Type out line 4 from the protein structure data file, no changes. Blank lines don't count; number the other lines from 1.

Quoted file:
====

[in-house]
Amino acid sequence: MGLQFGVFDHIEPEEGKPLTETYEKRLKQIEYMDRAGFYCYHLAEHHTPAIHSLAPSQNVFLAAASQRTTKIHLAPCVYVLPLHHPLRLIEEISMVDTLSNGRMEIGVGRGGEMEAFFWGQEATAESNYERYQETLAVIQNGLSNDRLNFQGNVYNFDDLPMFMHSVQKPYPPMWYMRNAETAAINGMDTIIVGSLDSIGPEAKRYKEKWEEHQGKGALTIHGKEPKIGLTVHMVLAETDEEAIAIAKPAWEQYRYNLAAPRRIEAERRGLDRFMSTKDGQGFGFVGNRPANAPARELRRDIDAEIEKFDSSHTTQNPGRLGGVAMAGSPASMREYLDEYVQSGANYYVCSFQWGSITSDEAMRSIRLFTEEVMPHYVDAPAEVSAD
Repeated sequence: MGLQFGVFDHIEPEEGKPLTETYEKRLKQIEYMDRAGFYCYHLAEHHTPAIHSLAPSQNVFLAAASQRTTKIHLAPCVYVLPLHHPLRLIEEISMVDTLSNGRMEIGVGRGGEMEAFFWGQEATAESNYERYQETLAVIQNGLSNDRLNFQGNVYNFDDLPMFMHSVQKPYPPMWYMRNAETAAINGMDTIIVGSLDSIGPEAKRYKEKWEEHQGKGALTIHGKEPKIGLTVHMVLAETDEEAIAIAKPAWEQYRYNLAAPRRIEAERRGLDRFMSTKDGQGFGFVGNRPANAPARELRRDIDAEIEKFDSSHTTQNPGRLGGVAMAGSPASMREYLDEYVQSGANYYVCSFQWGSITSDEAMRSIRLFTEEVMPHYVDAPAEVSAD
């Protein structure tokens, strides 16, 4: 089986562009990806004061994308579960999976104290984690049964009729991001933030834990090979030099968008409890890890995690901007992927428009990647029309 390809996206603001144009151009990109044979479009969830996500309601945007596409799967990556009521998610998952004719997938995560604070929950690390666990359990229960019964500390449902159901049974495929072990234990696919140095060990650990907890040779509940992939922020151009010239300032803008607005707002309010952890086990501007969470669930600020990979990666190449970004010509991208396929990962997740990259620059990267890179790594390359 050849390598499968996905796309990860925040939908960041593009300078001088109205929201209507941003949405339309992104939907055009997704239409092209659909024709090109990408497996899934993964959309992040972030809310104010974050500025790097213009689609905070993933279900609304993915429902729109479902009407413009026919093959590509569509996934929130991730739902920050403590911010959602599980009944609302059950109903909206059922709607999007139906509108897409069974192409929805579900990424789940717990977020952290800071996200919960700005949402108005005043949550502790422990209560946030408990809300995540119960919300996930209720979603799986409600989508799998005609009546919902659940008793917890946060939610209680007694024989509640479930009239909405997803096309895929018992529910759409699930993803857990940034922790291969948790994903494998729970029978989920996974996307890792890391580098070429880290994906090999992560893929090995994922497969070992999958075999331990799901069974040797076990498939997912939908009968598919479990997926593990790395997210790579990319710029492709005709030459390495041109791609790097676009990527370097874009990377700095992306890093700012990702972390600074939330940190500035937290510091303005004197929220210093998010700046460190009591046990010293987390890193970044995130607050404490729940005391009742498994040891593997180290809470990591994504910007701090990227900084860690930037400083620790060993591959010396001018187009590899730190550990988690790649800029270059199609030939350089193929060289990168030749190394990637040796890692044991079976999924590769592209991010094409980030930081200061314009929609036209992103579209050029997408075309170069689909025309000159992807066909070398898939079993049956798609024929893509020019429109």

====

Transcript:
């Protein structure tokens, strides 16, 4: 089986562009990806004061994308579960999976104290984690049964009729991001933030834990090979030099968008409890890890995690901007992927428009990647029309 390809996206603001144009151009990109044979479009969830996500309601945007596409799967990556009521998610998952004719997938995560604070929950690390666990359990229960019964500390449902159901049974495929072990234990696919140095060990650990907890040779509940992939922020151009010239300032803008607005707002309010952890086990501007969470669930600020990979990666190449970004010509991208396929990962997740990259620059990267890179790594390359 050849390598499968996905796309990860925040939908960041593009300078001088109205929201209507941003949405339309992104939907055009997704239409092209659909024709090109990408497996899934993964959309992040972030809310104010974050500025790097213009689609905070993933279900609304993915429902729109479902009407413009026919093959590509569509996934929130991730739902920050403590911010959602599980009944609302059950109903909206059922709607999007139906509108897409069974192409929805579900990424789940717990977020952290800071996200919960700005949402108005005043949550502790422990209560946030408990809300995540119960919300996930209720979603799986409600989508799998005609009546919902659940008793917890946060939610209680007694024989509640479930009239909405997803096309895929018992529910759409699930993803857990940034922790291969948790994903494998729970029978989920996974996307890792890391580098070429880290994906090999992560893929090995994922497969070992999958075999331990799901069974040797076990498939997912939908009968598919479990997926593990790395997210790579990319710029492709005709030459390495041109791609790097676009990527370097874009990377700095992306890093700012990702972390600074939330940190500035937290510091303005004197929220210093998010700046460190009591046990010293987390890193970044995130607050404490729940005391009742498994040891593997180290809470990591994504910007701090990227900084860690930037400083620790060993591959010396001018187009590899730190550990988690790649800029270059199609030939350089193929060289990168030749190394990637040796890692044991079976999924590769592209991010094409980030930081200061314009929609036209992103579209050029997408075309170069689909025309000159992807066909070398898939079993049956798609024929893509020019429109």